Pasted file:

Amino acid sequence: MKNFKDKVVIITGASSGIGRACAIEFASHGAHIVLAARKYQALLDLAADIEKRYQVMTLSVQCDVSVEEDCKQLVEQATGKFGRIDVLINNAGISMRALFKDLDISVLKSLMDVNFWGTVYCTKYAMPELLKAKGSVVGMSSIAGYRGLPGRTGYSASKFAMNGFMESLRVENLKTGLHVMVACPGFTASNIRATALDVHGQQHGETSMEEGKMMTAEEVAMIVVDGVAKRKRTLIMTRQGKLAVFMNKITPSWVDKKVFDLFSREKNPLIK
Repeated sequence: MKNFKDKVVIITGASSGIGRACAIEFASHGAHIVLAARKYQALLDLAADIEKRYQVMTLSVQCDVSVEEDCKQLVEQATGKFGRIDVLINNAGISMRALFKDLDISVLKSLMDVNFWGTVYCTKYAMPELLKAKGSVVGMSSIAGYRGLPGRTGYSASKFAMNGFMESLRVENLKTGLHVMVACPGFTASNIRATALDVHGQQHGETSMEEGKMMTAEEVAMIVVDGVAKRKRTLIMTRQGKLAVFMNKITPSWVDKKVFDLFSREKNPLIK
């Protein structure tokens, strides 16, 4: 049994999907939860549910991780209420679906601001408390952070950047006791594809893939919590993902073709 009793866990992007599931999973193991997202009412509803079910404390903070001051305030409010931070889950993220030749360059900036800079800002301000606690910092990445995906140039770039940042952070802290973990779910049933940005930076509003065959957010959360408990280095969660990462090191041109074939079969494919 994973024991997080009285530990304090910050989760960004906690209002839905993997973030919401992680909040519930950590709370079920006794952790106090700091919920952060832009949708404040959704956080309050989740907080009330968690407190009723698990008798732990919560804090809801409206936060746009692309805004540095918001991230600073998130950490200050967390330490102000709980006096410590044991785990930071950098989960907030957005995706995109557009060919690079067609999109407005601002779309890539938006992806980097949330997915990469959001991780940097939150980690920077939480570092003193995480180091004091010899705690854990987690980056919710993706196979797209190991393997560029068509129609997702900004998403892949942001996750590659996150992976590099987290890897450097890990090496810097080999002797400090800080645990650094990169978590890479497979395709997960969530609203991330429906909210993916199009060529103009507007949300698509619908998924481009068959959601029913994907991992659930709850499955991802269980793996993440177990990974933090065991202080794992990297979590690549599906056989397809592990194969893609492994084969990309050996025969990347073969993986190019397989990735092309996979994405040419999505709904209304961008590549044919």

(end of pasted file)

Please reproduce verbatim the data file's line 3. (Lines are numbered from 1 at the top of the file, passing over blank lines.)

């Protein structure tokens, strides 16, 4: 049994999907939860549910991780209420679906601001408390952070950047006791594809893939919590993902073709 009793866990992007599931999973193991997202009412509803079910404390903070001051305030409010931070889950993220030749360059900036800079800002301000606690910092990445995906140039770039940042952070802290973990779910049933940005930076509003065959957010959360408990280095969660990462090191041109074939079969494919 994973024991997080009285530990304090910050989760960004906690209002839905993997973030919401992680909040519930950590709370079920006794952790106090700091919920952060832009949708404040959704956080309050989740907080009330968690407190009723698990008798732990919560804090809801409206936060746009692309805004540095918001991230600073998130950490200050967390330490102000709980006096410590044991785990930071950098989960907030957005995706995109557009060919690079067609999109407005601002779309890539938006992806980097949330997915990469959001991780940097939150980690920077939480570092003193995480180091004091010899705690854990987690980056919710993706196979797209190991393997560029068509129609997702900004998403892949942001996750590659996150992976590099987290890897450097890990090496810097080999002797400090800080645990650094990169978590890479497979395709997960969530609203991330429906909210993916199009060529103009507007949300698509619908998924481009068959959601029913994907991992659930709850499955991802269980793996993440177990990974933090065991202080794992990297979590690549599906056989397809592990194969893609492994084969990309050996025969990347073969993986190019397989990735092309996979994405040419999505709904209304961008590549044919």